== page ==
Hurrah for the UN, they are planning the first baby step toward a better world. I hope they realize it is just a first step and not a true solution.

    J Gav and BillT are right, the soil in many places is barren. It will take time, planning and research to bring these soils back to real productivity. Be prepared to live off your gardens and local farms for a while as we step by step help the large farms shift back to fertility. Some will have to go back to nature for a while.

  9. J-Gav on Tue, 24th Sep 2013 3:52 pm 

    LT – For an interesting take on tax structure, see Michael Hudson’s writings. He explains quite well how the rentier class, the FIRE sectors (Finance, Insurance, Real Estate), are freeloaders. Even exploitative extraction industries at least extract something of use to people (however destructive the process may be), but the only thing these birds extract is wealth – they should be heavily taxed, as should the multinationals who get away with paying minimal if any taxes. Restructuring the tax system would thus free up capital which could be used to promote small business, small farmers and the communities around them …

    I’m not saying this any silver bullet but it sure would beat what we’ve got now.

  10. bobinget on Tue, 24th Sep 2013 5:19 pm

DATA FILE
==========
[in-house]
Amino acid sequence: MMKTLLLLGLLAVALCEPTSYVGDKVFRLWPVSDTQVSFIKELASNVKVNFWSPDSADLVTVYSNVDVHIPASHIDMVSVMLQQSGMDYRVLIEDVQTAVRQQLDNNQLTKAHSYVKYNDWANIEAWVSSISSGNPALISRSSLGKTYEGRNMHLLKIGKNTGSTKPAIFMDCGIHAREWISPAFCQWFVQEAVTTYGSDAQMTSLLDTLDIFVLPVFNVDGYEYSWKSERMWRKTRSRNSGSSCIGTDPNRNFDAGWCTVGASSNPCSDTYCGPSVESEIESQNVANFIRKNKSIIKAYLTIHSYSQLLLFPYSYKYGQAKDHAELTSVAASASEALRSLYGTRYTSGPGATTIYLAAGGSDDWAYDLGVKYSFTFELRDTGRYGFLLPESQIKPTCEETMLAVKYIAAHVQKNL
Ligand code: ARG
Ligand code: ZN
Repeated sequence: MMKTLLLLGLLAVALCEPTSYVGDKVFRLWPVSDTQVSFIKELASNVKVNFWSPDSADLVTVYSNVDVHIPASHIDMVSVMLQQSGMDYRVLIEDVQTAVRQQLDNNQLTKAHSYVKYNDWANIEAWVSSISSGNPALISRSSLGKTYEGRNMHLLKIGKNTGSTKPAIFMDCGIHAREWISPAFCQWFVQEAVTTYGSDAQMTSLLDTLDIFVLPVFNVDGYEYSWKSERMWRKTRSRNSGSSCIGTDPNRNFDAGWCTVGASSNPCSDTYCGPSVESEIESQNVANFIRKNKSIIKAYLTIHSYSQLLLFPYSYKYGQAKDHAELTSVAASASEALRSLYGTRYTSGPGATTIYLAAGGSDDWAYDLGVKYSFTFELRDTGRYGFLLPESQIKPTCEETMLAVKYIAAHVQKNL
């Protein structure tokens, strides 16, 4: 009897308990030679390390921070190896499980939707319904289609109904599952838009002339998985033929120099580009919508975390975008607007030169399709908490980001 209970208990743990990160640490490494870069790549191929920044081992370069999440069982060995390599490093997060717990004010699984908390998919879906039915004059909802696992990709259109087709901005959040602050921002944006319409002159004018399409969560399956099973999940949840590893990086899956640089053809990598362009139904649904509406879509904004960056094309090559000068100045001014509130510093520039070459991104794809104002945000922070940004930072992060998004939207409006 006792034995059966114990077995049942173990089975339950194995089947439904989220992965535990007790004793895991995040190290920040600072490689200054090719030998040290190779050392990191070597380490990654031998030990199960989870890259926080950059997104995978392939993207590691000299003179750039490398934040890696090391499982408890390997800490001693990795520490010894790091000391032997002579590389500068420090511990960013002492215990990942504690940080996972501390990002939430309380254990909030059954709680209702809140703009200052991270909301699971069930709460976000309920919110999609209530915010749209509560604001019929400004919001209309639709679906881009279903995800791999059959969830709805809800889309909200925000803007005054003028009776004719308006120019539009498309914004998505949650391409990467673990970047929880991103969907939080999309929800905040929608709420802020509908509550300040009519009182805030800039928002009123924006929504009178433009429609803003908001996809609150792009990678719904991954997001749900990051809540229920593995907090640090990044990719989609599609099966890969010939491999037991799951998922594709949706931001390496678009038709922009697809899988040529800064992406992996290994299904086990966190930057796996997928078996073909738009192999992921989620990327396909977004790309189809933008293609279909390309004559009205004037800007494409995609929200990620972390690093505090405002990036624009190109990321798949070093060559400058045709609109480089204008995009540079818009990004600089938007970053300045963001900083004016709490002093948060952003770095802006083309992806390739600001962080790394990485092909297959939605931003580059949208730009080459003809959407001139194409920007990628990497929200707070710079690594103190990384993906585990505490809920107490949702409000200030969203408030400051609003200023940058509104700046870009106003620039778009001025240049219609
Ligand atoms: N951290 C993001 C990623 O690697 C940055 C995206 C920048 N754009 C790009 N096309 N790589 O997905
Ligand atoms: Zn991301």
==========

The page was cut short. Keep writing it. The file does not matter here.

Going back to animal powered labor isn’t feeding India or Pakistan or Bangladesh either. Despite the
    lovely cover photo we see no mention of oil.

    Unlike some posters here I’ve vowed be as positive
    as possible. The truth, and we all know this is true,
    food growing and oil are inextricably tied.
    I’m a farmer who has be able with the help of petroleum power to produce conventional and organic food for three decades.
    (organic uses twice as much diesel)
    Given an end of civilization choice between a kilo of gold or equal dollar value in diesel, comparisons end.

    HOWEVER if we had a methane digester and enough animal waste we could SUBSTITUTE that for diesel with a mechanical alterations. Then, it gets down to shlepping all that waste material to the digester, storing and cleaning up gas before we No Plow.